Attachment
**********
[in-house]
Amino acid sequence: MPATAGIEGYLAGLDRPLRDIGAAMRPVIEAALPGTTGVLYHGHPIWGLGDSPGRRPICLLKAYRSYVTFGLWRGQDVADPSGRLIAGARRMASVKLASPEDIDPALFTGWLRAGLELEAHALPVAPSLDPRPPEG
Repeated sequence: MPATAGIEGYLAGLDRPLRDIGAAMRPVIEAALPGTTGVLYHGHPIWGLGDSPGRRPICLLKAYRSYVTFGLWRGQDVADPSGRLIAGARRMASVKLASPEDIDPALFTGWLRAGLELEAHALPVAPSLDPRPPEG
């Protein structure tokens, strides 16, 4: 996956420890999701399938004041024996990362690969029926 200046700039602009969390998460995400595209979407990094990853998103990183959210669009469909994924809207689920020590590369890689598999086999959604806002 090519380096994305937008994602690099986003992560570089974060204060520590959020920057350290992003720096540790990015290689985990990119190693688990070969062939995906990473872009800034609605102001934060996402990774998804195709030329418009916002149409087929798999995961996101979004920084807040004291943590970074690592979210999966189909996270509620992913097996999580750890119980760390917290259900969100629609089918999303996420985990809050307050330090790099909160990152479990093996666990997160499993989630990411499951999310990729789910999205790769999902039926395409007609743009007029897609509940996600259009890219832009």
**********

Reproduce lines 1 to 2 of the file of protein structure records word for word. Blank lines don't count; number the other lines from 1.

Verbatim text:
[in-house]
Amino acid sequence: MPATAGIEGYLAGLDRPLRDIGAAMRPVIEAALPGTTGVLYHGHPIWGLGDSPGRRPICLLKAYRSYVTFGLWRGQDVADPSGRLIAGARRMASVKLASPEDIDPALFTGWLRAGLELEAHALPVAPSLDPRPPEG